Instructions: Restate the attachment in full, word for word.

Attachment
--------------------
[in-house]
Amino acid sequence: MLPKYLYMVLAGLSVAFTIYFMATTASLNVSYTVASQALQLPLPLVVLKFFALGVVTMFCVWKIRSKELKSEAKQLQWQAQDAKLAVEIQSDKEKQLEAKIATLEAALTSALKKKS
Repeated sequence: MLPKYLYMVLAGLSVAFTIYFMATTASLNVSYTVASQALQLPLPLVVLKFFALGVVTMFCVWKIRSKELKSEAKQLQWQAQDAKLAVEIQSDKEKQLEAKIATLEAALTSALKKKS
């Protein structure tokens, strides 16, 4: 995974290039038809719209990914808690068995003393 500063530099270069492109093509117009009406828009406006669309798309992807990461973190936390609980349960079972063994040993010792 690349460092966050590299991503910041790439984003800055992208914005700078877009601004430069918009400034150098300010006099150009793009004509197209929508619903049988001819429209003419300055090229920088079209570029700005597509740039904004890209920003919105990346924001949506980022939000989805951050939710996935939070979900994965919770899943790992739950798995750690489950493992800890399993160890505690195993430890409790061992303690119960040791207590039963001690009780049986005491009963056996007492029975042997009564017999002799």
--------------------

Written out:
[in-house]
Amino acid sequence: MLPKYLYMVLAGLSVAFTIYFMATTASLNVSYTVASQALQLPLPLVVLKFFALGVVTMFCVWKIRSKELKSEAKQLQWQAQDAKLAVEIQSDKEKQLEAKIATLEAALTSALKKKS
Repeated sequence: MLPKYLYMVLAGLSVAFTIYFMATTASLNVSYTVASQALQLPLPLVVLKFFALGVVTMFCVWKIRSKELKSEAKQLQWQAQDAKLAVEIQSDKEKQLEAKIATLEAALTSALKKKS
């Protein structure tokens, strides 16, 4: 995974290039038809719209990914808690068995003393 500063530099270069492109093509117009009406828009406006669309798309992807990461973190936390609980349960079972063994040993010792 690349460092966050590299991503910041790439984003800055992208914005700078877009601004430069918009400034150098300010006099150009793009004509197209929508619903049988001819429209003419300055090229920088079209570029700005597509740039904004890209920003919105990346924001949506980022939000989805951050939710996935939070979900994965919770899943790992739950798995750690489950493992800890399993160890505690195993430890409790061992303690119960040791207590039963001690009780049986005491009963056996007492029975042997009564017999002799």